• Applied Futures Research: O verview, C ommon Tools, and Common Weaknesses Dr. Wendy L. Schultz Infinite Futures 2001-2002 Fulbright Lecturer, Finland Futures Research Centre [email_address] http://www.infinitefutures.com
  • Positivists vs. Futurists: design differences
    • theory formation vs. futures articulation
    • reductionist vs. systemic & holistic
    • experimental vs. descriptive
    • linear systems vs. complex & chaotic systems
    • predictive vs. exploratory
    • reproducible results vs. insights
    • one hard ’truth’ vs. multiple soft ’alternatives’
    • value-neutral vs. value-loaded
  • Positivists vs. Futurists: researchers’ roles
    • objective vs. subjective
    • observer vs. facilitator/participant
    • knowledge revealer vs. change agent
    • reporting vs. performing
    • Futures studies assumes that the point of exploring multiple possible outcomes is to help people create the futures they desire: active, value-focussed research.
  • Alternative possible futures...
    • Reality is a non-linear -- i .e., chaotic -- system, and thus impossible to predict;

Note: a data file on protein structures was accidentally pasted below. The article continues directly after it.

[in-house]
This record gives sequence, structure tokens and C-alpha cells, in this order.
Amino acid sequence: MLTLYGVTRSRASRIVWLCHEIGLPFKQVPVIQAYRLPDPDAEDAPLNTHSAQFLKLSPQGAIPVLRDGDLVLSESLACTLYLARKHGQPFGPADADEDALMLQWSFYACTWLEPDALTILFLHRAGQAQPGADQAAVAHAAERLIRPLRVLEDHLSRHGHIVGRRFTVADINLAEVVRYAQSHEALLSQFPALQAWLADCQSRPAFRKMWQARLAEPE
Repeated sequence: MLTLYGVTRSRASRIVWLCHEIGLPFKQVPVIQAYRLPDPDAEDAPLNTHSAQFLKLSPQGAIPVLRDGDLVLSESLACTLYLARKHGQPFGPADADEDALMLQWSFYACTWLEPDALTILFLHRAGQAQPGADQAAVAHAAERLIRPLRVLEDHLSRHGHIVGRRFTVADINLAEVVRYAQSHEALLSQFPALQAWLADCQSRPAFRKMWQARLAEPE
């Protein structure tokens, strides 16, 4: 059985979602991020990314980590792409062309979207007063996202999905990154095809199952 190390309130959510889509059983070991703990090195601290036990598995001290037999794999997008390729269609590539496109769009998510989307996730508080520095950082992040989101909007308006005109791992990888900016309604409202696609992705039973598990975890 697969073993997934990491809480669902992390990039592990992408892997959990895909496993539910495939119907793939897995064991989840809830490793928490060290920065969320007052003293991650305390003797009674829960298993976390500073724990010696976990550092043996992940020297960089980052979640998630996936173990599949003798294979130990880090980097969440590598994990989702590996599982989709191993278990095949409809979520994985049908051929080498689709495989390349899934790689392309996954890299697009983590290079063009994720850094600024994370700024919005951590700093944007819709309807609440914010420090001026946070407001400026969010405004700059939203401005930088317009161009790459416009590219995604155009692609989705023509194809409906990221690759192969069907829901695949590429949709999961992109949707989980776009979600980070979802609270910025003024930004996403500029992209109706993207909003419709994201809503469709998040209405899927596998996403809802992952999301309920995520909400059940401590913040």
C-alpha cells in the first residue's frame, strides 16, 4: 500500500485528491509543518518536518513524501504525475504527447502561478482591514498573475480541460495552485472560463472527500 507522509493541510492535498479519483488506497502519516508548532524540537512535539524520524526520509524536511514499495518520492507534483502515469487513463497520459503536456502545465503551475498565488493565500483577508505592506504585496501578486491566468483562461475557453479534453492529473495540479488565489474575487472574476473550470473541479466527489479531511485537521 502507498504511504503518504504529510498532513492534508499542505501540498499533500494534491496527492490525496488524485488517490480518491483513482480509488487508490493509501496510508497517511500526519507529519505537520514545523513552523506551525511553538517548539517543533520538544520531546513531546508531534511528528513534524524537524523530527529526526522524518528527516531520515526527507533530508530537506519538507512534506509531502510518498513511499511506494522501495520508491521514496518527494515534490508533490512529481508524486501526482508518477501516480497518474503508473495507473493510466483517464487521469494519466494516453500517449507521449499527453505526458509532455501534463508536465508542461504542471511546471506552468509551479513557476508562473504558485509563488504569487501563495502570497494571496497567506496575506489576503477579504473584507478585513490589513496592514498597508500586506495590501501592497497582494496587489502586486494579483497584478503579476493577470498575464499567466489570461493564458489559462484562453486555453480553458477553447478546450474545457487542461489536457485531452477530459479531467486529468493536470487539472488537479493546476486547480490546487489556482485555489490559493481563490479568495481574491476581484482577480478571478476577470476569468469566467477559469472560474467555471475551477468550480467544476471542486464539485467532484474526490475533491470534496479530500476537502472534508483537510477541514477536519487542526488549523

• Possible futures emerge from the turbulent interplay of current trends and emerging issues of change.
    trends innovations revolutions, etc. possibility one possibility two possibility three … etc.
  • … alternative possible futures
    • A basic assumption of futures studies: not one future, but many possible futures;
    • of those possible futures, some are more probable than others -- evaluate changing probabilities by monitoring trend growth;
    • of those possible futures, some are more preferable than others -- evaluate preferability by dialogue within community.
  • Alternative futures: possible, probable, and preferable objective of futures studies: act to enhance the probability of our preferable futures. possible futures probable futures preferable futures